12. Consider the fearful situations that PW faced. How did she respond to God with faith?

God loved the two single moms and their children. He knew what was going on in their lives. He was able to do something about it. But, God did not restore their husbands back to these women nor did He prevent them from going through the agony of watching food supplies dwindle or facing threats from a creditor. His provision was not luxurious foods or easy money. During their walk, a loving God said no to some things. Yet, they chose to trust Him rather than submit to fear. And, God rewarded their faith with an outpouring of His blessing. Likewise, God may not choose to remove the threats from your life. But, in any and all situations, you can count on these truths…

#1 God loves me.

#2 God knows what is going on in my life.

#3 God can do something about it.

#4 I can trust His goodness in whatever He chooses to do!

That’s your walk from fear to faith.

Journal Your Faith Walk

13. Reflect on the words of the song below. How grateful are you for the times when God says, "No?” Consider an experience where God did not respond as you hoped He would. How did you react? What was the ultimate outcome? What did you learn about God?

Had a lot of dreams that never came true. Things I could have done, but never got the chance to do. When I couldn’t see the path of the storm your wisdom wouldn’t let me go that way. And it broke my heart, but now my heart can say,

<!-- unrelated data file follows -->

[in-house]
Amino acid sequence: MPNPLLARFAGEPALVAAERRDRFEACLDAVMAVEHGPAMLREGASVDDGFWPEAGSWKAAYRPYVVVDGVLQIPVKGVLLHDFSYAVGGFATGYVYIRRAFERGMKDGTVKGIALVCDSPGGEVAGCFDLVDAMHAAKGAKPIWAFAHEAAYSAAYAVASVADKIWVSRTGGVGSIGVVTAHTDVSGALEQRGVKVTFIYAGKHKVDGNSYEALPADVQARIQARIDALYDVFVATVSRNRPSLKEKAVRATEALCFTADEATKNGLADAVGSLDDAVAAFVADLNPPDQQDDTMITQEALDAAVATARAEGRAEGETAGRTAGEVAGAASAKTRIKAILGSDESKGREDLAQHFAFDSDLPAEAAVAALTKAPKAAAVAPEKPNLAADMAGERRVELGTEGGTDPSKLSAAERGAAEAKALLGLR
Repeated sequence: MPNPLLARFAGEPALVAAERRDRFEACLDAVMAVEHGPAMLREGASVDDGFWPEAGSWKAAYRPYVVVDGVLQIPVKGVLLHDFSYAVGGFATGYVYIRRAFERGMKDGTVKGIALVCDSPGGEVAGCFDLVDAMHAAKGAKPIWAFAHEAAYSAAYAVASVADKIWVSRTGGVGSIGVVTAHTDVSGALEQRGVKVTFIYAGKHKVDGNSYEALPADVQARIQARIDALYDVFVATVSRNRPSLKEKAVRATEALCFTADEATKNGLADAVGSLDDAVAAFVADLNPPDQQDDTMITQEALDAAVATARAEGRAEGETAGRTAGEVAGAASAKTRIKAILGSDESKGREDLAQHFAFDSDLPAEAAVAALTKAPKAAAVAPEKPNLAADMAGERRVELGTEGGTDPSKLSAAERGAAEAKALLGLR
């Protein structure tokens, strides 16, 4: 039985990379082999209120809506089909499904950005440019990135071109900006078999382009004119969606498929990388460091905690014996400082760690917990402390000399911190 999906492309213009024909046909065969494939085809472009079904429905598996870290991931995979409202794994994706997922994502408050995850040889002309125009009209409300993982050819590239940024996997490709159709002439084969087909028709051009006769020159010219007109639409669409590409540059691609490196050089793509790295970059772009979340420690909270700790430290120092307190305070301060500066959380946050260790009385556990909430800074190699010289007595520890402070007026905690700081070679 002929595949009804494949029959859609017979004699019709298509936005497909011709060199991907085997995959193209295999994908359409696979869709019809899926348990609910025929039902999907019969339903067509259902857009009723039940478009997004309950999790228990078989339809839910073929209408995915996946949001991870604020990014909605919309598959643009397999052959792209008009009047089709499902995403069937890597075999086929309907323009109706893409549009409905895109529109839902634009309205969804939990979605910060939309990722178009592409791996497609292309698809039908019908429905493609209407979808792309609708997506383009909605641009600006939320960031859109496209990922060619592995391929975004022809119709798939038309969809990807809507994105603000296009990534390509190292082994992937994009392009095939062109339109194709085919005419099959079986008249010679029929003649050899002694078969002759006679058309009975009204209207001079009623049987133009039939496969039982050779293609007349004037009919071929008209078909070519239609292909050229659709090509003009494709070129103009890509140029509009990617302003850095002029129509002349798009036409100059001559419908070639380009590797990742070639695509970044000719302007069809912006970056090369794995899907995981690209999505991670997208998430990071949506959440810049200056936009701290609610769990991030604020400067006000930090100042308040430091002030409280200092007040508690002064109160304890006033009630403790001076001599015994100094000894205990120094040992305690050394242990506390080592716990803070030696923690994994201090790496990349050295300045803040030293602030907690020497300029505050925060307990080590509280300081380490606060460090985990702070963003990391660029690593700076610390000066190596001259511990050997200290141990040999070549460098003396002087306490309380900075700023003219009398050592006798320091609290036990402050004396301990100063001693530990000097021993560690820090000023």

Thank you for the times you said, No. Thank you for the doors that you closed. All the ways you never let me go and the things you never gave me. So many times I didn’t understand and wouldn’t let you take my hand. But now I want to fall at Your feet and thank you for the things you never gave me. (David Meece, “Things You Never Gave Me”)

Faith-in-Action: “Recognize God’s Provision”

Jesus said to His followers, “Don’t let your needs dominate your thoughts.” Your heavenly Father knows your needs. Give yourself to the Lord first. Think differently about God’s provision for you. God has 4 lessons for us to learn regarding His provision to us.

Lesson #1: God’s provision is His to give and take away. Regard it humbly.

  • Everything we have comes from God.

There isn't anything we have that we did not receive from God—birthplace, height, attractiveness, intelligence, natural talents (1 Corinthians 4:7). Yet we live as though we had something to do with those things.

  • What we have is not a measure of our goodness or our faith.

How God chooses to provide for you or for me at any time in our lives is His sovereign choice. When God removes our comforts and strips away our support, we actually begin to depend on Him as God Almighty—as an essential to our lives, not just an appendage. Don’t let anyone deceive you by equating prosperity with your measure of faith.

  • God determines our provision—the how, when, and why

Most of the time, God’s provision is going to come through people, not miraculously appear from the sky. People design products and services to sell; they take the risk to start businesses and hire workers, including you. People buy farmers’ crops. And, people provide meals for someone in a time of need. We must learn to trust whatever manner He chooses.

  • Our provision belongs to God. Hold onto it loosely.

Just before Elijah went to live with Zee, God placed him beside a stream for 6 months. Birds brought him food twice a day (1 Kings 17:1-6). But, it’s during a drought so he watches the stream gradually dry up!